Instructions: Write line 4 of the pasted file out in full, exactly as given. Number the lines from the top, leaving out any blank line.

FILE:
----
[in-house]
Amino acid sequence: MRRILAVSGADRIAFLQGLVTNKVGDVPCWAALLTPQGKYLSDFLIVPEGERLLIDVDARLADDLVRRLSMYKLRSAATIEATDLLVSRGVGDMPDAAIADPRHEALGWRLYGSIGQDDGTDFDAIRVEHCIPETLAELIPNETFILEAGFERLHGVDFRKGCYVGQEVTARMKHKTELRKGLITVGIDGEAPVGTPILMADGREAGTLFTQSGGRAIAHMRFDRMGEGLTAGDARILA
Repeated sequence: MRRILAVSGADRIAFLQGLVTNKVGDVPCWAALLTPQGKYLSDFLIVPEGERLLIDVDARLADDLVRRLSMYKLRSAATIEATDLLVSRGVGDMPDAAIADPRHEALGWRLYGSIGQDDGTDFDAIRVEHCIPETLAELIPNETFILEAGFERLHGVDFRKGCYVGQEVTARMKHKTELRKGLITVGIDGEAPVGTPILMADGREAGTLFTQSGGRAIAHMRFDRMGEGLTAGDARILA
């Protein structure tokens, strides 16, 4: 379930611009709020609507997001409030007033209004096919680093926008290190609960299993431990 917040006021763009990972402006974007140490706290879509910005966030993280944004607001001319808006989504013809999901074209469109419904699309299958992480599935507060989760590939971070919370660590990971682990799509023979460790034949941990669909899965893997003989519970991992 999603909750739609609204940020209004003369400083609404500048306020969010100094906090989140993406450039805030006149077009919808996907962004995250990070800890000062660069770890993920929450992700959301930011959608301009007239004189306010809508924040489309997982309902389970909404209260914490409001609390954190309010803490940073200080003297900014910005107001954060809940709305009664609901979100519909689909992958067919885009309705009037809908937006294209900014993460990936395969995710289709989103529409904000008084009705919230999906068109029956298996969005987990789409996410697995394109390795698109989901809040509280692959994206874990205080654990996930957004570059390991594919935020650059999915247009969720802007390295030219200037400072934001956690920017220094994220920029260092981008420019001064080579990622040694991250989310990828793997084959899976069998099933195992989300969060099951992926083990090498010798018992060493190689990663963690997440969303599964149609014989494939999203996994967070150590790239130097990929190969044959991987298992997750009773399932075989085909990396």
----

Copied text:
């Protein structure tokens, strides 16, 4: 379930611009709020609507997001409030007033209004096919680093926008290190609960299993431990 917040006021763009990972402006974007140490706290879509910005966030993280944004607001001319808006989504013809999901074209469109419904699309299958992480599935507060989760590939971070919370660590990971682990799509023979460790034949941990669909899965893997003989519970991992 999603909750739609609204940020209004003369400083609404500048306020969010100094906090989140993406450039805030006149077009919808996907962004995250990070800890000062660069770890993920929450992700959301930011959608301009007239004189306010809508924040489309997982309902389970909404209260914490409001609390954190309010803490940073200080003297900014910005107001954060809940709305009664609901979100519909689909992958067919885009309705009037809908937006294209900014993460990936395969995710289709989103529409904000008084009705919230999906068109029956298996969005987990789409996410697995394109390795698109989901809040509280692959994206874990205080654990996930957004570059390991594919935020650059999915247009969720802007390295030219200037400072934001956690920017220094994220920029260092981008420019001064080579990622040694991250989310990828793997084959899976069998099933195992989300969060099951992926083990090498010798018992060493190689990663963690997440969303599964149609014989494939999203996994967070150590790239130097990929190969044959991987298992997750009773399932075989085909990396």